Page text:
Introduction Top

Restoring the peripheral seal especially in deep Class II tooth preparations with the gingival margin extending on to the root still remains a critical goal for adhesive dentistry. [1] This peripheral seal is disturbed by the contraction stresses generated in composite resins due to polymerization shrinkage. [2],[3] When a tooth preparation extends onto the root surface (non-enamel surfaces), chances of gap formation at the junction of the composite and root surface further increases. [2] This V-shaped gap occurs because the force of polymerization of the composite is greater than the initial bond strength of the composite to the dentin of the root. [2]

Various techniques and materials have been advocated for prevention of marginal gaps in this critical portion such as the use of centripetal build-up technique for incremental additions, compomers, low shrinkage composite [4] or use of stress breaking liners referred to as sandwich technique. The sandwich technique is a layering of materials to create the optimal combination of desirable properties in a restoration. The two variations of this type of restoration exist - open and closed sandwich techniques. [1]

McLean and Wilson [5] first described the open-sandwich technique (OST) in 1977, where glass-ionomer cement (GIC) was left exposed at the cervical margin to allow release of fluoride to protect the surrounding tooth structure. In the closed sandwich technique, the GIC is applied to a cavity where complete enamel margins are available for bonding and sealing using the phosphoric acid etch technique. The GIC would be placed to cover the dentin prior to the etching and bonding step. [6] Later on, the use of other materials with this technique like resin modified glass ionomer cement (RMGIC) and flowable composite were also advocated. [7]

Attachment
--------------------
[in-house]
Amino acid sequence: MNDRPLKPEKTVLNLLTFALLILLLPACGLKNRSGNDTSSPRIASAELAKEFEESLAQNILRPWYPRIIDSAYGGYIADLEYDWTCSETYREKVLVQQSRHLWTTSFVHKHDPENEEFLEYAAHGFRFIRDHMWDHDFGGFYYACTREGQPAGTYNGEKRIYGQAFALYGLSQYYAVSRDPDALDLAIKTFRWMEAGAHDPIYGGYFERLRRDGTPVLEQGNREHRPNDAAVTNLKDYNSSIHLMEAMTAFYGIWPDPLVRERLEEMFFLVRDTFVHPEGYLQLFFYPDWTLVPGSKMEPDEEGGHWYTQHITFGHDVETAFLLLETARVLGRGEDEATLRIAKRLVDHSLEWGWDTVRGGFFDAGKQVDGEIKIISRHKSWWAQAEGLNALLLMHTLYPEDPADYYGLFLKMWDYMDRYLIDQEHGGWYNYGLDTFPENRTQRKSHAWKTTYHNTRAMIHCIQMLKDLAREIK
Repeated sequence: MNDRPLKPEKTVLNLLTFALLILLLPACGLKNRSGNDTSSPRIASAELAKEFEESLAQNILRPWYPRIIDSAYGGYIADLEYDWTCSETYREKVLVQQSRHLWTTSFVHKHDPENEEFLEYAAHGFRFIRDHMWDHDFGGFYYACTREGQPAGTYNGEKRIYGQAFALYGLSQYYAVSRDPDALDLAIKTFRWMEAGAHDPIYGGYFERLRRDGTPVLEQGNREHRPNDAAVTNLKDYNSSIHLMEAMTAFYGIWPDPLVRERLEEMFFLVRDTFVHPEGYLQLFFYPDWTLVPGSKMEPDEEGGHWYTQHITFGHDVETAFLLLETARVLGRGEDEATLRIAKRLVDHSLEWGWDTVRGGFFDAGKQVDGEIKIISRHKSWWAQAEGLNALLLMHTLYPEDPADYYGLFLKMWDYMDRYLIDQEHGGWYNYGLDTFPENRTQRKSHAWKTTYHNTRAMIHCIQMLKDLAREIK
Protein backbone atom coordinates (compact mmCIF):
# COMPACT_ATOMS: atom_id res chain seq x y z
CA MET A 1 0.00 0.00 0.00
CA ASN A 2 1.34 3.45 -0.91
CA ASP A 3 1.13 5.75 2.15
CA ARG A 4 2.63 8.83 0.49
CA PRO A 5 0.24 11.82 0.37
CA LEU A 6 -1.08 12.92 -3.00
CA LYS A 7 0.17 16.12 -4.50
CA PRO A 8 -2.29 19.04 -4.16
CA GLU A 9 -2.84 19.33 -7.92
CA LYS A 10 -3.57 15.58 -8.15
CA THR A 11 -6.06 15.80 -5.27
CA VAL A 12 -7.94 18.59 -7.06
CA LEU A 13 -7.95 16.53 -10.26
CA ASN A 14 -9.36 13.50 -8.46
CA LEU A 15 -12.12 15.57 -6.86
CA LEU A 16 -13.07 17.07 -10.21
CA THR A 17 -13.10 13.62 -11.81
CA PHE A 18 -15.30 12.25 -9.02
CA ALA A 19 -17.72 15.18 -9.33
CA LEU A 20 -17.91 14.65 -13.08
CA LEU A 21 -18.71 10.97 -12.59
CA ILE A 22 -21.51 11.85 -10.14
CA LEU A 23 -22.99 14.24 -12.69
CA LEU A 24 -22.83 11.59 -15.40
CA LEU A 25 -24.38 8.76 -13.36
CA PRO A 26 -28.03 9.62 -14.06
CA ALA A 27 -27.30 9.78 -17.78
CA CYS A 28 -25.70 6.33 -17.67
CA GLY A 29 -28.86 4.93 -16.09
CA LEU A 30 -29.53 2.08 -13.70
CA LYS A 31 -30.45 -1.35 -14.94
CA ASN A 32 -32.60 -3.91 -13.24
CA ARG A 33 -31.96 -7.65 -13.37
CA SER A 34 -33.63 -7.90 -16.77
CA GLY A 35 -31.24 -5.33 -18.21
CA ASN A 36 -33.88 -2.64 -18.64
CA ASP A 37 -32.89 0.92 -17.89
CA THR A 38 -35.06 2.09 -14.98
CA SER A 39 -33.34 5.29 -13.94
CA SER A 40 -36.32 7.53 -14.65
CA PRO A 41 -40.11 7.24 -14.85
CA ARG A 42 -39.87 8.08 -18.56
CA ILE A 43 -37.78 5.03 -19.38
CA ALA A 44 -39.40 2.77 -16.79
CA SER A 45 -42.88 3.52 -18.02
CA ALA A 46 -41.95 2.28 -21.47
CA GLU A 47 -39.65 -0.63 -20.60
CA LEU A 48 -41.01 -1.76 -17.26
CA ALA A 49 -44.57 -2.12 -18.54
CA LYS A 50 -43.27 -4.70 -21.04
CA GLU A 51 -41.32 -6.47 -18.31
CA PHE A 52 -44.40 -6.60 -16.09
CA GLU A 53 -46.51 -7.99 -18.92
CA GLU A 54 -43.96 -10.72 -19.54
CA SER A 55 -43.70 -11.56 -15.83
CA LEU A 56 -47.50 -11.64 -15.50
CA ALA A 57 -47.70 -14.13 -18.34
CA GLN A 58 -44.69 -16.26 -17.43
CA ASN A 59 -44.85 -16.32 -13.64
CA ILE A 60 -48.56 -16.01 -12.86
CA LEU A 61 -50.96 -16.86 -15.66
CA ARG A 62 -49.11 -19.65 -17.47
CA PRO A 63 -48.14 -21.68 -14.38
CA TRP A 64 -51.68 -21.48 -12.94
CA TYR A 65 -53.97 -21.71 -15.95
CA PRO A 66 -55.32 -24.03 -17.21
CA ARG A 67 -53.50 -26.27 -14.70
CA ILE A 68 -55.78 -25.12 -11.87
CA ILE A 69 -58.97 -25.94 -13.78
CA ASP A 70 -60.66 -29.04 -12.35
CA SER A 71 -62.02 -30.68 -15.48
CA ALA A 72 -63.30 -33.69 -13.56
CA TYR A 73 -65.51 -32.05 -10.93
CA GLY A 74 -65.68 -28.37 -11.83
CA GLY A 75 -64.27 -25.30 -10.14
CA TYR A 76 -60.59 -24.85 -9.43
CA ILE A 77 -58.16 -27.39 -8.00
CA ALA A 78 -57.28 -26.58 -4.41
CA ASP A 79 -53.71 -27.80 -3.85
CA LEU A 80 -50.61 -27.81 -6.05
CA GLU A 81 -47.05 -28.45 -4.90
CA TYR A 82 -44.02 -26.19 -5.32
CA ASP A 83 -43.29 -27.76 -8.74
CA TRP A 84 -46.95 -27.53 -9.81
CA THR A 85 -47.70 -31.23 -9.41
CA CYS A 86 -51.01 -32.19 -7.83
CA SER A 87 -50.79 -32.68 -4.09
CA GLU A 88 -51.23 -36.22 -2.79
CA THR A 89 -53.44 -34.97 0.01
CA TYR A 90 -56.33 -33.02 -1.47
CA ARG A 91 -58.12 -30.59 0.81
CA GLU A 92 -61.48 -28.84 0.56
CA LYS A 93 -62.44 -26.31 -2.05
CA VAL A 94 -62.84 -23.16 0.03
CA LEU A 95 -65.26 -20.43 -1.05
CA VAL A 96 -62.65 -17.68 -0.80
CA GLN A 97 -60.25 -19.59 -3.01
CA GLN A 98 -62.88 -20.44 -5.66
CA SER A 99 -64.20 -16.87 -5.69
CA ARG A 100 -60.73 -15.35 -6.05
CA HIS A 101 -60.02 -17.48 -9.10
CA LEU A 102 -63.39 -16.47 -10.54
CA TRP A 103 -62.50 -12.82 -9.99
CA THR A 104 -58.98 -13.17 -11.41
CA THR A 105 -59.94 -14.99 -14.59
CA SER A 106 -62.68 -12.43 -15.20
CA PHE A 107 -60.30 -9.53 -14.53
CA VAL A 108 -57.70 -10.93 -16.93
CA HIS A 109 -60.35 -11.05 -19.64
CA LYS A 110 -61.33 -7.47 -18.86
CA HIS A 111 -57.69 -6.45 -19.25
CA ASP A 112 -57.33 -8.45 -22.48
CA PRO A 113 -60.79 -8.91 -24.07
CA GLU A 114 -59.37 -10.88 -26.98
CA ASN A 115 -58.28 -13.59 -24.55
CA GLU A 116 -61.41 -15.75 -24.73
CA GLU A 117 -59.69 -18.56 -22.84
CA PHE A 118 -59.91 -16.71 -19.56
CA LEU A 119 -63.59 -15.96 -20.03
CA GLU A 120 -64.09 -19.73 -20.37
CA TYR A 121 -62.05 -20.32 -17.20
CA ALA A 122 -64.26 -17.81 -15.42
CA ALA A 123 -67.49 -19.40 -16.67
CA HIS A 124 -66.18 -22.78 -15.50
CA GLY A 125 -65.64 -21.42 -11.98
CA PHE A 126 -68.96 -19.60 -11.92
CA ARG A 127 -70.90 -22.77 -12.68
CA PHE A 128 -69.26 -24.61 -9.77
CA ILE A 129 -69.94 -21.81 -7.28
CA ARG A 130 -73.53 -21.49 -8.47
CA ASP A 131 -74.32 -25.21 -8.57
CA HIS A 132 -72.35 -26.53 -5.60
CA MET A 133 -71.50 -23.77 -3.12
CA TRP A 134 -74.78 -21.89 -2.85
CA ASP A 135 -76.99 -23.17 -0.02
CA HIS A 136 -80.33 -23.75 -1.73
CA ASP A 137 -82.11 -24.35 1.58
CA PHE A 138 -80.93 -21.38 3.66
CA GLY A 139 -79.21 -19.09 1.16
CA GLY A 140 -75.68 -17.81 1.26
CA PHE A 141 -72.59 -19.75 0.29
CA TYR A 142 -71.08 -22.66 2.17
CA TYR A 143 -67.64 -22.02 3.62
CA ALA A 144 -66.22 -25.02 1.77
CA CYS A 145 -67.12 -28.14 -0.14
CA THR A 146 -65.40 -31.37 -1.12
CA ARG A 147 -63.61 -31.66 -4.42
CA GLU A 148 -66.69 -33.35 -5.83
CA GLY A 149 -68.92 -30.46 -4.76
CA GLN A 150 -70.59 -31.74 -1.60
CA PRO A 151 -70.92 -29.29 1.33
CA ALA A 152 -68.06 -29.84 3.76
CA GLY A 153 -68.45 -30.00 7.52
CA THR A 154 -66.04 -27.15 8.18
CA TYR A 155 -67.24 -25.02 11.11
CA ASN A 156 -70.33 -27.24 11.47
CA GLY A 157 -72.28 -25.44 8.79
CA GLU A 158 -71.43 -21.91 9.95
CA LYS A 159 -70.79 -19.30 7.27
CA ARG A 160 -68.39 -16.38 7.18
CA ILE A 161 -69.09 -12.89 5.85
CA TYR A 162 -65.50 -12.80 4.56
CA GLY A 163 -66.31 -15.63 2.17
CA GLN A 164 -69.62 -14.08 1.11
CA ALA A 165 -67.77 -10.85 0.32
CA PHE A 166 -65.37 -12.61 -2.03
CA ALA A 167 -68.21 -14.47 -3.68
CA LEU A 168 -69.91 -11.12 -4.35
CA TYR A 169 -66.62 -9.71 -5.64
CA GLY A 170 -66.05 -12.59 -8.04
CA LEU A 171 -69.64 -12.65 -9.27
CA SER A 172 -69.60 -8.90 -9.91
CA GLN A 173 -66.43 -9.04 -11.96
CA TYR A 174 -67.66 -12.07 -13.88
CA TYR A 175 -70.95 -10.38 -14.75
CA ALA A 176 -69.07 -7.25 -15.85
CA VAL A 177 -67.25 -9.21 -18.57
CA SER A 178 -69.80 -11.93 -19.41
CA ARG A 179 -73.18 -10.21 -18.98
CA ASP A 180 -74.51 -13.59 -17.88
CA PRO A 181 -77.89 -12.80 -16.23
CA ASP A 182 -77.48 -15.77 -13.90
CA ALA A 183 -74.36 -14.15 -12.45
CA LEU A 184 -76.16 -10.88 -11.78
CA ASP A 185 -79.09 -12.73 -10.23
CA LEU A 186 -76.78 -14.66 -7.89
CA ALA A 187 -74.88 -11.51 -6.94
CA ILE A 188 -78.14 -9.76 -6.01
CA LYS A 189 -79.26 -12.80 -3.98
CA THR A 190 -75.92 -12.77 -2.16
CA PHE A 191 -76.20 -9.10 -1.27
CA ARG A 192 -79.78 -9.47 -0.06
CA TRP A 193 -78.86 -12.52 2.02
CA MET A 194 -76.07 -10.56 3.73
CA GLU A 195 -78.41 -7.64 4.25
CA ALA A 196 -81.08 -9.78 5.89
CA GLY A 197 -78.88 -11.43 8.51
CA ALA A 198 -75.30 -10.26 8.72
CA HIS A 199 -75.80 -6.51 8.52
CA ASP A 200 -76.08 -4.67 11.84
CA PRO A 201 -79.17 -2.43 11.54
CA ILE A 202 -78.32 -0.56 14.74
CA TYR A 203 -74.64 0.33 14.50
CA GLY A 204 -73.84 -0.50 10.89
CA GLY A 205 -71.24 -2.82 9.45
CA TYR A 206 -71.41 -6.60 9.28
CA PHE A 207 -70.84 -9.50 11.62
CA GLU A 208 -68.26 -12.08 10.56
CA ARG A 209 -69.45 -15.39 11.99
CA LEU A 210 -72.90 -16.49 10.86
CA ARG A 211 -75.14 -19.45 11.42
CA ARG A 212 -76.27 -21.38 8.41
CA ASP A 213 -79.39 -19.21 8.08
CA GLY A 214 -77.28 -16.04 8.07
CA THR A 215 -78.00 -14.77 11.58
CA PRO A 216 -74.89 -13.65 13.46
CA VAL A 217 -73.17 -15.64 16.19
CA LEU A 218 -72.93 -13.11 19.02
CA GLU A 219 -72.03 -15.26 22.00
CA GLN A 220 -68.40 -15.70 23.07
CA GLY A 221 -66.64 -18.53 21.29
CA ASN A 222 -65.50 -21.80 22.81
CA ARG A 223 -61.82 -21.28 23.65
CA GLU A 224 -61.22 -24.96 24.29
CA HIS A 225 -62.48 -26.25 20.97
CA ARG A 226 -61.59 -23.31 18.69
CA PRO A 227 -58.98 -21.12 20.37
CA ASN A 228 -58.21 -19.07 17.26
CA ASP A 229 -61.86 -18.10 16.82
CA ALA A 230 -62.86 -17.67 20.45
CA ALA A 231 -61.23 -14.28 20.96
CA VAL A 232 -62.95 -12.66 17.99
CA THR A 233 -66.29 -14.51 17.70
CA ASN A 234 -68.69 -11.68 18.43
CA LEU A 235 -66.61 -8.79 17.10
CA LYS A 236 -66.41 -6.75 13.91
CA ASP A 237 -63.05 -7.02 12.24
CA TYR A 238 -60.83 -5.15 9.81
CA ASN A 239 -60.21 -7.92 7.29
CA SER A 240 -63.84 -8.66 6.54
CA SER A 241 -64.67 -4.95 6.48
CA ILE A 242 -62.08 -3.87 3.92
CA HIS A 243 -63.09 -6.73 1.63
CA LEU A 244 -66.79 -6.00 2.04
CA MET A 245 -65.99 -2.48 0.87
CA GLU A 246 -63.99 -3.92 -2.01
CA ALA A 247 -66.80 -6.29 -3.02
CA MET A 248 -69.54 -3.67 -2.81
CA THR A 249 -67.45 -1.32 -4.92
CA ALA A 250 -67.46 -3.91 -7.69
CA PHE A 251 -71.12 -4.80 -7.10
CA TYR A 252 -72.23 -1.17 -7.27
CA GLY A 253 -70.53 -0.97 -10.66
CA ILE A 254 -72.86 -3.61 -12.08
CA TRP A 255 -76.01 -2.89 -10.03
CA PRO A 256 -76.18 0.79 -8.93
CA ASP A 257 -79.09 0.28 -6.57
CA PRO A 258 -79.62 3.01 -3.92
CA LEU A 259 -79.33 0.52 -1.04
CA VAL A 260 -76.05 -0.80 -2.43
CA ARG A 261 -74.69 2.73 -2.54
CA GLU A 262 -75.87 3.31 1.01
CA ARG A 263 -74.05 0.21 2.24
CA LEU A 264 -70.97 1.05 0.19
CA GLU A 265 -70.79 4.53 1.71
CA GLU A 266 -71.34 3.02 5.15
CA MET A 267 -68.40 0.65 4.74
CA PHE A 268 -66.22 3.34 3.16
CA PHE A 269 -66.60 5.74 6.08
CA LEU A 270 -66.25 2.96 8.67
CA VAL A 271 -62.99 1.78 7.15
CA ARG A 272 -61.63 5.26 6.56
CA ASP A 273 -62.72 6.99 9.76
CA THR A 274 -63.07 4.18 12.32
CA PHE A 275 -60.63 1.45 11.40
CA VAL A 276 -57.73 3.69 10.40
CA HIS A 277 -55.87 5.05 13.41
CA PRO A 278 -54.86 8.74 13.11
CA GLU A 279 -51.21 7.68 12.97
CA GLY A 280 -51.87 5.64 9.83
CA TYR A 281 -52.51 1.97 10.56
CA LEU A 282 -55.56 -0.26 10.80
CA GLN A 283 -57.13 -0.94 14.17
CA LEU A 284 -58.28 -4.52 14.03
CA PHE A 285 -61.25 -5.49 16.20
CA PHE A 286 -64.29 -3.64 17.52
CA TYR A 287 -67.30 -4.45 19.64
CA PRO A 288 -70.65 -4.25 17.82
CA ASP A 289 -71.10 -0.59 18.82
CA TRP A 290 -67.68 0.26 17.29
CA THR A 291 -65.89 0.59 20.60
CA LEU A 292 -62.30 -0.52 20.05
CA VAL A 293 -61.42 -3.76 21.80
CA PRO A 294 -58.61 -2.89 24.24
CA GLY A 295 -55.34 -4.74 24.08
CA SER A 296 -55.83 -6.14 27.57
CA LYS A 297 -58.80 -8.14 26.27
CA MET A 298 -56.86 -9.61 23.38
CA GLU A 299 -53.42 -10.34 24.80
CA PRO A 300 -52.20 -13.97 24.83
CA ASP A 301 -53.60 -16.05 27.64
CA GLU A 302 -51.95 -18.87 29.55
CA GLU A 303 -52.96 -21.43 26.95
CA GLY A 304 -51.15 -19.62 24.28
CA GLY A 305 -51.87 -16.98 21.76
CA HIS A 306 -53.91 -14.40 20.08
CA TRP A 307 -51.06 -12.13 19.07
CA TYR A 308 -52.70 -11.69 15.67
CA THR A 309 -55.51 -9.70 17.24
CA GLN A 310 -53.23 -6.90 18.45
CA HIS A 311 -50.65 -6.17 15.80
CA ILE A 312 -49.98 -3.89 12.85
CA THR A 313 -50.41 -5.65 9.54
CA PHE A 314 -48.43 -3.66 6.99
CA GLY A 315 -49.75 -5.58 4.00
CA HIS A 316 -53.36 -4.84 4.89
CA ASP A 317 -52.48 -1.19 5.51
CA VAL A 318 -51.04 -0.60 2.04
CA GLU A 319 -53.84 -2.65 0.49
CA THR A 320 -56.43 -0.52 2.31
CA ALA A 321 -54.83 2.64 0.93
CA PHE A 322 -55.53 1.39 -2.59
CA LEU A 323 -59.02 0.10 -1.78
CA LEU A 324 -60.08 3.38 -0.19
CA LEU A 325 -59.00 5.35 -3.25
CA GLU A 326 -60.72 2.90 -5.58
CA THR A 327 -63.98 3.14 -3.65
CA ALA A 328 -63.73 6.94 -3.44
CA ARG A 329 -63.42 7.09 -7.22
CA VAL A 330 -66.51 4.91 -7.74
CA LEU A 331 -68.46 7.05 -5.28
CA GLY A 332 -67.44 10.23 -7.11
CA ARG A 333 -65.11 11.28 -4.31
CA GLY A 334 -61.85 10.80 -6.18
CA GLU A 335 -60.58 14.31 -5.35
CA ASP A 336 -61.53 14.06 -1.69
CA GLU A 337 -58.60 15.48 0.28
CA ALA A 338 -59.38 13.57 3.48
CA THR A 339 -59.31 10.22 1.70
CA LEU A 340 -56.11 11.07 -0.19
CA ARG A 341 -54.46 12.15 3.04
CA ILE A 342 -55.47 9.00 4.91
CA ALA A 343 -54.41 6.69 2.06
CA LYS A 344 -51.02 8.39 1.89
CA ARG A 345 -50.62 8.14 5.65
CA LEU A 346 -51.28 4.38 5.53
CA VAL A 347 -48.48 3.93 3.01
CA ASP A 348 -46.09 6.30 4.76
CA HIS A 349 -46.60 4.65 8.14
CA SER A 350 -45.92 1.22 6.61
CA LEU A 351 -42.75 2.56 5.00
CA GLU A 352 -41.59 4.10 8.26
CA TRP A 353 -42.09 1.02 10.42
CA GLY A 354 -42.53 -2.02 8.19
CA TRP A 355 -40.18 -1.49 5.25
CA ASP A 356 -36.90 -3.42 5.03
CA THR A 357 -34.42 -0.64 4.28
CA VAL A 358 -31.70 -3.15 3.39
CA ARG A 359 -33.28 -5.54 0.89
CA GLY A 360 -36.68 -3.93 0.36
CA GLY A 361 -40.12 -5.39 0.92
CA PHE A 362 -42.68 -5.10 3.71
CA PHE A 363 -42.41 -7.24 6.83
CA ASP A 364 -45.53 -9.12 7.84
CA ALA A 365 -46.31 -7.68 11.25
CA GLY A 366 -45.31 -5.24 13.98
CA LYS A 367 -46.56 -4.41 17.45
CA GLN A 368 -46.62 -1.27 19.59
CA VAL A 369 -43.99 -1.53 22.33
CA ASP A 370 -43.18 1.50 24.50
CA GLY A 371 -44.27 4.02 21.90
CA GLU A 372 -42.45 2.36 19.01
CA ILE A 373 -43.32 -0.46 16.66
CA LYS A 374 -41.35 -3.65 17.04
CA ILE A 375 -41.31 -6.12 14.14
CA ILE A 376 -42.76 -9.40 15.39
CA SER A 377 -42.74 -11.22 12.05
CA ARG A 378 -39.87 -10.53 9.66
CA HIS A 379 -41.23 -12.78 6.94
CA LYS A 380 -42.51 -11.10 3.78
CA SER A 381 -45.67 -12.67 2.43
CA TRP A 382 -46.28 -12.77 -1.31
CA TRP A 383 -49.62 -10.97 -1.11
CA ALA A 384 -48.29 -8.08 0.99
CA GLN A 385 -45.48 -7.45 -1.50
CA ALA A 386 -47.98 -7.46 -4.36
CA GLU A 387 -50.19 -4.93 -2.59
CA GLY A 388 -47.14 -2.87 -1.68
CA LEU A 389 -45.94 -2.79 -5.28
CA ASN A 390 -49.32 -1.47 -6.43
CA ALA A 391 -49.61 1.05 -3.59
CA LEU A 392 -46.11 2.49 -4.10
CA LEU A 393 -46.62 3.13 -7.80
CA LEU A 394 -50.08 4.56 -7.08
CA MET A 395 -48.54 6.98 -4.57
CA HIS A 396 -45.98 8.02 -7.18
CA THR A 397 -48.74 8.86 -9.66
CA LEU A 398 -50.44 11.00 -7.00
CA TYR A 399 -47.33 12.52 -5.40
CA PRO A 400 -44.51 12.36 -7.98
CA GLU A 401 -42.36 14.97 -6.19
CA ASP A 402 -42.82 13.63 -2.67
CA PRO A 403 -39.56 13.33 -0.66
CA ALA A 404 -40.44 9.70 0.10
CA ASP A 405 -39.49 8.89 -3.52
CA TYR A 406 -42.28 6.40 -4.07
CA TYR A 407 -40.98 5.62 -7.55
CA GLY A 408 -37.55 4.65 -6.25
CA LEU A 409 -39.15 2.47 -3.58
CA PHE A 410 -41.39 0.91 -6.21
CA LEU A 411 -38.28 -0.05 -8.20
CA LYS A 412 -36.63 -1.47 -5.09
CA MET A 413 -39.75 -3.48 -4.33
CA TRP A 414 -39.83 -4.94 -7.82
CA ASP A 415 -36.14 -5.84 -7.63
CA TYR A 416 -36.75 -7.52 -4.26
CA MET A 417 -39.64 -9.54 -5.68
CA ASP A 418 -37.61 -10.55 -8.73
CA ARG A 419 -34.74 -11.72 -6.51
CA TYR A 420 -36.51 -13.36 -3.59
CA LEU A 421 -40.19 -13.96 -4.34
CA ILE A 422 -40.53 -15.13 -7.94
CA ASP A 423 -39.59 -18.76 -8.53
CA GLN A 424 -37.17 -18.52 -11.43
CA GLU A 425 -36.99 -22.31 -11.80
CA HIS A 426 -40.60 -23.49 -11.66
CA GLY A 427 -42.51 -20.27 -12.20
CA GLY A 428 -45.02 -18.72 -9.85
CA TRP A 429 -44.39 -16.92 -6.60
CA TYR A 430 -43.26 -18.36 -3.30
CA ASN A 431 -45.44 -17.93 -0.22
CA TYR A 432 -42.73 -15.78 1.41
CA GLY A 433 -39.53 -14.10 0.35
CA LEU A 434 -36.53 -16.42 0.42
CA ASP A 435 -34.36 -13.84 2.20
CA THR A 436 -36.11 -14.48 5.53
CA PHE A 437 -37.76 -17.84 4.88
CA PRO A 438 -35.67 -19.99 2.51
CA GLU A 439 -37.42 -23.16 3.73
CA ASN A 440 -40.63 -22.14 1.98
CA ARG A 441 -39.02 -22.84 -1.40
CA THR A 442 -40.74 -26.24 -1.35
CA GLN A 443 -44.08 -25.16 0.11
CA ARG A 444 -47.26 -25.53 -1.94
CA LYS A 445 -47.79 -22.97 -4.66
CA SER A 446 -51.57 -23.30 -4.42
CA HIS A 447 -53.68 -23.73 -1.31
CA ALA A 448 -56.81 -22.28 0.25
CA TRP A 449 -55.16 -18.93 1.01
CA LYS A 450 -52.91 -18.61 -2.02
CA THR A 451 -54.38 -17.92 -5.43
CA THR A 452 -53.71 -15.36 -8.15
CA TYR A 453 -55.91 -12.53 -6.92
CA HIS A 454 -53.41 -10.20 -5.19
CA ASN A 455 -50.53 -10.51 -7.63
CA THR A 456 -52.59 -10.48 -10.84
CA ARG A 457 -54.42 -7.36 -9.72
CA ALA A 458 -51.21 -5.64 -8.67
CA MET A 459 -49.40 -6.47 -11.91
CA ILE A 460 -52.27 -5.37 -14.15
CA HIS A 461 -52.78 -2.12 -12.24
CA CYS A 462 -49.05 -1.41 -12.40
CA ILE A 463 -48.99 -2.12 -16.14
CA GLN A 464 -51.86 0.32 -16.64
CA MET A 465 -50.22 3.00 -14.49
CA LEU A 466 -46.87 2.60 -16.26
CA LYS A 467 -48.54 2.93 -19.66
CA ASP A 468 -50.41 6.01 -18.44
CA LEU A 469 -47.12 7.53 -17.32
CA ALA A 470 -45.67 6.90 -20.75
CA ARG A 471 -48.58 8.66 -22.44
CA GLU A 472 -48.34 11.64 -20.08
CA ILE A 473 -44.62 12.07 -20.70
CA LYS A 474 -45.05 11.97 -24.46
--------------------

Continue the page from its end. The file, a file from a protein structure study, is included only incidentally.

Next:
To improve the interfacial seal in posterior composite restorations, centripetal build-up technique had been proposed by Hassan K et al., (1987) [8] and later on advocated by Bichacho N (1994). [9] This technique replaces lost tooth structure from the periphery towards the center of the cavity by placement of a thin proximal layer towards the matrix band which is cured first, thereby achieving better marginal adaptation to the cervical margin and decreasing the overall volume/area ratio. This technique can also be combined with sandwich techniques using different materials e.g.; flowable composite, RMGIC, compomer etc. [9]

A combination of these techniques can improve the interfacial seal, especially in preparations with cervical portion extending onto the root portion thus, decrease microleakage at these areas.

Hence, the present in vitro study was undertaken to evaluate the microleakage in Class II restorations which were restored with open and closed centripetal build-up technique utilizing different lining materials.

   Materials and methods Top

Selection of teeth